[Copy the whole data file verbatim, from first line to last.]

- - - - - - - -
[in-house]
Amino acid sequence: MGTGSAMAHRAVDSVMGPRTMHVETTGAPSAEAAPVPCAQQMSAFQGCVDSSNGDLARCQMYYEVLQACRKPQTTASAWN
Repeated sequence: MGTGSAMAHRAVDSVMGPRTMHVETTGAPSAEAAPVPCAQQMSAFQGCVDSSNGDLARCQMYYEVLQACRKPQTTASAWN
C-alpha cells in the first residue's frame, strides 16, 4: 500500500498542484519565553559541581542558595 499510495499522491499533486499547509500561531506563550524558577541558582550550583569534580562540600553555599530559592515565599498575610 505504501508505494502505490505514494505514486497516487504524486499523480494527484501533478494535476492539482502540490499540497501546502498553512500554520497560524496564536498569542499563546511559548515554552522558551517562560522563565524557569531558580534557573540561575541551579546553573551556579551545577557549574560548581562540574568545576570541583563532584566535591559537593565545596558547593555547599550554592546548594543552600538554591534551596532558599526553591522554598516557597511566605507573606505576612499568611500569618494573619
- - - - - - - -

[in-house]
Amino acid sequence: MGTGSAMAHRAVDSVMGPRTMHVETTGAPSAEAAPVPCAQQMSAFQGCVDSSNGDLARCQMYYEVLQACRKPQTTASAWN
Repeated sequence: MGTGSAMAHRAVDSVMGPRTMHVETTGAPSAEAAPVPCAQQMSAFQGCVDSSNGDLARCQMYYEVLQACRKPQTTASAWN
C-alpha cells in the first residue's frame, strides 16, 4: 500500500498542484519565553559541581542558595 499510495499522491499533486499547509500561531506563550524558577541558582550550583569534580562540600553555599530559592515565599498575610 505504501508505494502505490505514494505514486497516487504524486499523480494527484501533478494535476492539482502540490499540497501546502498553512500554520497560524496564536498569542499563546511559548515554552522558551517562560522563565524557569531558580534557573540561575541551579546553573551556579551545577557549574560548581562540574568545576570541583563532584566535591559537593565545596558547593555547599550554592546548594543552600538554591534551596532558599526553591522554598516557597511566605507573606505576612499568611500569618494573619